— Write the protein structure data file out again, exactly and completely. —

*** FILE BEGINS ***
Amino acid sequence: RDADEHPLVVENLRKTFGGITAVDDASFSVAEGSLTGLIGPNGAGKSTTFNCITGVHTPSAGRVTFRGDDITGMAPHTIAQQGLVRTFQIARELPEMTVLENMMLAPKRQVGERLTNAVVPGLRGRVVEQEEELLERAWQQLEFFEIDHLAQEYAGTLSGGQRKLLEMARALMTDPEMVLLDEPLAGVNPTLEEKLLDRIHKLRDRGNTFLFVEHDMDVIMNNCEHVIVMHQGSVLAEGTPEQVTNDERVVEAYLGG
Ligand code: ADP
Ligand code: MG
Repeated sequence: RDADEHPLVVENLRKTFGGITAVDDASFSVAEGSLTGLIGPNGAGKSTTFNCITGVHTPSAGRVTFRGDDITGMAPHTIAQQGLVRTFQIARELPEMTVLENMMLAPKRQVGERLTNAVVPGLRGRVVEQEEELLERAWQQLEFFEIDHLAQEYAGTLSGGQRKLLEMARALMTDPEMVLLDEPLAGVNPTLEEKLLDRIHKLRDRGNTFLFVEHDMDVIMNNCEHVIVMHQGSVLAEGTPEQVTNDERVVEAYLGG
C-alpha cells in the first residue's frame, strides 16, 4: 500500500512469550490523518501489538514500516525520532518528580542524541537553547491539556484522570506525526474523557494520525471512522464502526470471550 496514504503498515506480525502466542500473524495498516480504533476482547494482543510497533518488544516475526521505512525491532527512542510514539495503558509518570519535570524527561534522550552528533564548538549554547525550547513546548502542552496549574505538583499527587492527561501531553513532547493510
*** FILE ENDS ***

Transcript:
Amino acid sequence: RDADEHPLVVENLRKTFGGITAVDDASFSVAEGSLTGLIGPNGAGKSTTFNCITGVHTPSAGRVTFRGDDITGMAPHTIAQQGLVRTFQIARELPEMTVLENMMLAPKRQVGERLTNAVVPGLRGRVVEQEEELLERAWQQLEFFEIDHLAQEYAGTLSGGQRKLLEMARALMTDPEMVLLDEPLAGVNPTLEEKLLDRIHKLRDRGNTFLFVEHDMDVIMNNCEHVIVMHQGSVLAEGTPEQVTNDERVVEAYLGG
Ligand code: ADP
Ligand code: MG
Repeated sequence: RDADEHPLVVENLRKTFGGITAVDDASFSVAEGSLTGLIGPNGAGKSTTFNCITGVHTPSAGRVTFRGDDITGMAPHTIAQQGLVRTFQIARELPEMTVLENMMLAPKRQVGERLTNAVVPGLRGRVVEQEEELLERAWQQLEFFEIDHLAQEYAGTLSGGQRKLLEMARALMTDPEMVLLDEPLAGVNPTLEEKLLDRIHKLRDRGNTFLFVEHDMDVIMNNCEHVIVMHQGSVLAEGTPEQVTNDERVVEAYLGG
C-alpha cells in the first residue's frame, strides 16, 4: 500500500512469550490523518501489538514500516525520532518528580542524541537553547491539556484522570506525526474523557494520525471512522464502526470471550 496514504503498515506480525502466542500473524495498516480504533476482547494482543510497533518488544516475526521505512525491532527512542510514539495503558509518570519535570524527561534522550552528533564548538549554547525550547513546548502542552496549574505538583499527587492527561501531553513532547493510